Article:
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Statistics Explained: A Guide for Social Science Students, 2nd Edition 2nd Edition
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Interestingly enough, if you go to Professor Hinton's Oxford Brookes University website you will see that he is not listed as a Statistics Professor. According to the website he is responsible for managing the Institute's portfolio of undergraduate modular programmes in Communication, Media and Culture; Early Childhood Studies, Education and Human Development; English Language and Linguistics; Performing Arts; Philosophy; Religion, Culture and Ethics; Sports and Coaching.
Not the typical Statistics author. Certainly not the typical Statistics book. Highly recommended.
These minor points aside, this book is a wonderfully readable and not at all intimidating introduction to statistics. Highly recommended!
ANOVA seems to form the core of this book, in its various guises and usages. But my favorite chapter is the last one, which introduces the general linear model as an umbrella for most statistical concepts presented in the book. This has been a fresh take on the whole subject for me when I first read it.
I take away one star because the book has no exercises for the readers to sharpen their pencils. The chapters contain some worked examples, but these are not enough for students. So you would need another book for that purpose. Also, this book is very light on probability topics.
I do not recall any other Statistics book I've read executing this approach so well. Nowhere in 'Statistics Explained' will you find a formula presented out of the blue. Instead, you are first invited into a research problem, and then presented with naturally arising questions on how statistics can help. Next you are walked through the evolution and pros and cons of the relevant statistical method. This type of instruction puts the reader's understanding on a scientific basis that is powerful, yet easily accessible. Page after page, I found myself applauding Perry Hinton's success in conveying complex reasoning using simple words and clever examples.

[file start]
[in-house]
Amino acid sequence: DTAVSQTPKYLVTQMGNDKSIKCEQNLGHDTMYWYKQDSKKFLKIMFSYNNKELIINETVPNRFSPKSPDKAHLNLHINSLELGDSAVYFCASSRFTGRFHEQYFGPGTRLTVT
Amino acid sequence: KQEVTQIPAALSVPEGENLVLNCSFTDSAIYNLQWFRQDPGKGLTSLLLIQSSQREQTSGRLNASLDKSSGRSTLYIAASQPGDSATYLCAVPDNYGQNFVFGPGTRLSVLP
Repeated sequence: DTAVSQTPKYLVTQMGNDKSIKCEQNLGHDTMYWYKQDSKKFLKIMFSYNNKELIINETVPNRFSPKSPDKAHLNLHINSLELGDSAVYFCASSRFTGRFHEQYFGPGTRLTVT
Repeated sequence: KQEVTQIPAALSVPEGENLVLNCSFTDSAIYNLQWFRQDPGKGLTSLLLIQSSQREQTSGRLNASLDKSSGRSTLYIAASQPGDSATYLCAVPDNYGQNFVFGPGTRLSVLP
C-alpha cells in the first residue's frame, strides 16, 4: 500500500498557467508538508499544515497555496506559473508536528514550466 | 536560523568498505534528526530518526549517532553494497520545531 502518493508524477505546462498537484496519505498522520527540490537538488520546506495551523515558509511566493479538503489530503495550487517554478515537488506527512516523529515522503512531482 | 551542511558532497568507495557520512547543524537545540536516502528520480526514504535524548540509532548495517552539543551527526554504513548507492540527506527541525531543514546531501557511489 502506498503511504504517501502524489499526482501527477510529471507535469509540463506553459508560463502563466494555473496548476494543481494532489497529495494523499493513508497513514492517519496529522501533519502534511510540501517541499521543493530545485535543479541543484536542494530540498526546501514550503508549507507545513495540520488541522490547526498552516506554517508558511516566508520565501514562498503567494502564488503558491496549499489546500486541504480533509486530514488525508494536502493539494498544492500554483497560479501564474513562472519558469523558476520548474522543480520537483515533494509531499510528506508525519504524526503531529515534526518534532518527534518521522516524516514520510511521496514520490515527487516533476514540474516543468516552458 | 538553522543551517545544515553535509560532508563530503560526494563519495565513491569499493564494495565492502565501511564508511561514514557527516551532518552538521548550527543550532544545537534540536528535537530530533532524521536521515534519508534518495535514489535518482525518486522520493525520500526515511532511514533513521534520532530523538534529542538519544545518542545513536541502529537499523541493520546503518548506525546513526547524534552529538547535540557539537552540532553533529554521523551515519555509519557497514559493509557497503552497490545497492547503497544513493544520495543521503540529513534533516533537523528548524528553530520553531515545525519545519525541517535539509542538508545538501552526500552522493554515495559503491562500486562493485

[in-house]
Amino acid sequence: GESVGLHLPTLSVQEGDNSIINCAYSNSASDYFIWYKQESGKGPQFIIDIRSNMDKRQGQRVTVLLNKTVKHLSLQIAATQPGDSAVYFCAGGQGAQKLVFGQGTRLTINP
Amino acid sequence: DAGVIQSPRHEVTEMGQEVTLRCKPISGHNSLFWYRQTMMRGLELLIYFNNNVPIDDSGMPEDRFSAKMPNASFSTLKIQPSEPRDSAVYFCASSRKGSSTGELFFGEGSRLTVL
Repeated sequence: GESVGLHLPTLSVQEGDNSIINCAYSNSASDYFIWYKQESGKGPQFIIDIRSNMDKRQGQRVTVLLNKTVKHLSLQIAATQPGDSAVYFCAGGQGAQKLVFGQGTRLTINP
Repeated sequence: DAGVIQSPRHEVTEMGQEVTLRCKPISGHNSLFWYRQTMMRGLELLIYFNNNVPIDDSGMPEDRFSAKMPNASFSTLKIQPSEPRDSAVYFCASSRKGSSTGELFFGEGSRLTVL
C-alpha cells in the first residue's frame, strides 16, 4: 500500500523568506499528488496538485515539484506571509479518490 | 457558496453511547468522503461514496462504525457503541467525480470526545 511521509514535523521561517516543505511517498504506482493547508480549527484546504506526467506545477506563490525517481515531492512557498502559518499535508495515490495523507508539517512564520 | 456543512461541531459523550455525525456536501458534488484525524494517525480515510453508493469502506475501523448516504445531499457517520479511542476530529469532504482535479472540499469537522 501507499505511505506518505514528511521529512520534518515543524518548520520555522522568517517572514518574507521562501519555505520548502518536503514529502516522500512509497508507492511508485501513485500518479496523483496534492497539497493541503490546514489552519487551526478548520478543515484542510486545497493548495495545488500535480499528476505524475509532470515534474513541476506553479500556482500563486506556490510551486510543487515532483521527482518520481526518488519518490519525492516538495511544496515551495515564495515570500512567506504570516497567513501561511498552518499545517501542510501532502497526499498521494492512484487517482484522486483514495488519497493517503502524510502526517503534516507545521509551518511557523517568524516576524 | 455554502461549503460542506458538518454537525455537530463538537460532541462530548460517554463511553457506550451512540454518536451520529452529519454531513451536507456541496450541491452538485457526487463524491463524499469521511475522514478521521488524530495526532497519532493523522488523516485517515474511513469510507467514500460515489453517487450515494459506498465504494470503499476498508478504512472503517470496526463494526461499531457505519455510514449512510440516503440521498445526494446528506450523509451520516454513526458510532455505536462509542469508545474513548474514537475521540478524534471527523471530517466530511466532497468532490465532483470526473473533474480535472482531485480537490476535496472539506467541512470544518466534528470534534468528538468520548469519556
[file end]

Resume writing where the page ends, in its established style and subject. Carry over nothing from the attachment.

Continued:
The book has no exercises. But it doesn't need any. The understanding Hinton imparts is so complete that you are sufficiently enthused to apply the methods straightaway in the real world. After about 40 pages my hands were itching to put down the book and pull out my monthly expenditure records to find out their variance, standard deviation and perform 'z' tests. I can't believe I am now writing these once intimidating terms with well-grounded confidence, after reading only 40 pages, that too without much sweat. (I did not use calculus or any software).
I have willingly given in to the temptation and thrill of applying statistics. Thank you Prof Hinton.
Most Recent Customer Reviews
I don't love statistics and have been having a hard time figuring out how to make sense of it all (since it is a big part of an upcoming exam). Read morePublished on May 29, 2012 by Ms. Sklar
This book has helped me make sense of parts of my school texts that are simply inaccessible. Recommended. Read morePublished on April 26, 2012 by Mick Mack
This book served me well for my introductory statistics class. It was easy to understand and clarified things that the class text did not. Read morePublished on March 27, 2011 by lorraine